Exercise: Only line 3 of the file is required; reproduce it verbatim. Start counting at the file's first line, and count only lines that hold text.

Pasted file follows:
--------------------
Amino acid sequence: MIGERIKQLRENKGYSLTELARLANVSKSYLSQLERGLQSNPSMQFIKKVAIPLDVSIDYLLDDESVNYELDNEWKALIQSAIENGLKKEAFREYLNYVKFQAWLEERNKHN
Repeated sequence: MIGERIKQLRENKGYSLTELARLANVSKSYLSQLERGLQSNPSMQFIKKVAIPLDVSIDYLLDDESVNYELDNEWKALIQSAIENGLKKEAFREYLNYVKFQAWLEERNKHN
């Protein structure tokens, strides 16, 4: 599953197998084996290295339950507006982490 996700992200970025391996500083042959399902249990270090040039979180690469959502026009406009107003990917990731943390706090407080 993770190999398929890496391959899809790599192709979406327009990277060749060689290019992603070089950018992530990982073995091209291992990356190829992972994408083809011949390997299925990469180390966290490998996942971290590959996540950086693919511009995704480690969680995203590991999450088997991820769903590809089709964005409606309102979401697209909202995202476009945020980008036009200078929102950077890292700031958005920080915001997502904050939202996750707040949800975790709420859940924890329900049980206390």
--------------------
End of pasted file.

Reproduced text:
């Protein structure tokens, strides 16, 4: 599953197998084996290295339950507006982490 996700992200970025391996500083042959399902249990270090040039979180690469959502026009406009107003990917990731943390706090407080 993770190999398929890496391959899809790599192709979406327009990277060749060689290019992603070089950018992530990982073995091209291992990356190829992972994408083809011949390997299925990469180390966290490998996942971290590959996540950086693919511009995704480690969680995203590991999450088997991820769903590809089709964005409606309102979401697209909202995202476009945020980008036009200078929102950077890292700031958005920080915001997502904050939202996750707040949800975790709420859940924890329900049980206390």